If American schools are in disastrous straits, the high school is ground zero. The late Theodore Sizer, former dean of the Harvard Graduate School of Education, was among the first to explain how high school teachers and students were tacitly conspiring to compromise a vibrant education for boring classroom acquiescence.
On the latest tests of achievement, one sees some progress among 4th graders, even a bit among 8th graders. But the performance of students at age 17 has shown virtually no improvement since nationwide testing began in 1969. Whatever extra students achieve early on is washed away by graduation.
Nor is graduation day itself any more likely for today’s young people than it was for their predecessors in 1970. About 30 percent of all 9th graders still fail to finish high school within four years.
The quality of high school teachers has also slipped in recent decades. They are less likely to have scored strongly on the SAT and less likely to come from selective colleges. Moreover, it’s the secondary-school teacher whose salary has declined the most relative to other college-educated workers. Putting specialized high-school teachers on the same uniform pay schedule as elementary-school generalists has proven to be a step backward.
Yet the primary and middle-school years have captured most of the reform attention. No Child Left Behind requires testing in grades 3, 4, 5, 6, 7, and 8, but only once in high school. Most charter schools serve mainly elementary students, and young children make up the largest share of the few voucher programs that have been attempted.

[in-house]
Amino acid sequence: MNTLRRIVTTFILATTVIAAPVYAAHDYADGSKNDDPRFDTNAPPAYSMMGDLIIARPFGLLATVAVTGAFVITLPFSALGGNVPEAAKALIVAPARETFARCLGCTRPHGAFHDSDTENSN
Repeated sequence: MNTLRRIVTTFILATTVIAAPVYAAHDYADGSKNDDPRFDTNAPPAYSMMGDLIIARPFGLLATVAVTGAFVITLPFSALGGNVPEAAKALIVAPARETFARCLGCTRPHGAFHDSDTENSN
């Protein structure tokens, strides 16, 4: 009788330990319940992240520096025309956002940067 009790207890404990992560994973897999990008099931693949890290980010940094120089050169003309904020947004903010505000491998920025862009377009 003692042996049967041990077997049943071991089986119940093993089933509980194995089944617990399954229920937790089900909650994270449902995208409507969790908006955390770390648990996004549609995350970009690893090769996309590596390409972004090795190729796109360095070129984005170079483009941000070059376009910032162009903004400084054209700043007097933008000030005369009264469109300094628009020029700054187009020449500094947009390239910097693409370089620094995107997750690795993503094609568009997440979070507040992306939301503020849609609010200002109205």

Perhaps it is this focus on the early grades that helps to explain the less-than-overwhelming success that either the accountability or choice movements have had. Like the proverbial drunk who hunts for his keys near the lamppost, school reformers have searched for the educational keys to success by looking where the solutions are the easiest, not where the problems are most severe. It is easier to create a new school for young children, and educators almost always prefer to grow their school’s enrollment from the bottom up. Elementary-school costs also lag those of high school.
So it is worth highlighting the charter high school findings in this issue. Kevin Booker and his colleagues (“The Unknown World of Charter High Schools,” research) find that such schools in Florida and Chicago do better than their traditional counterparts at helping students reach graduation day and ensuring that graduates go on to college. Of course, researchers need to see whether similar results are being produced by charter high schools elsewhere. But if the findings prove robust, charter authorizers and charter-friendly foundations should devote at least as many resources—and perhaps even more—to creating alternatives for high school students as they do to opening charter doors to kindergartners.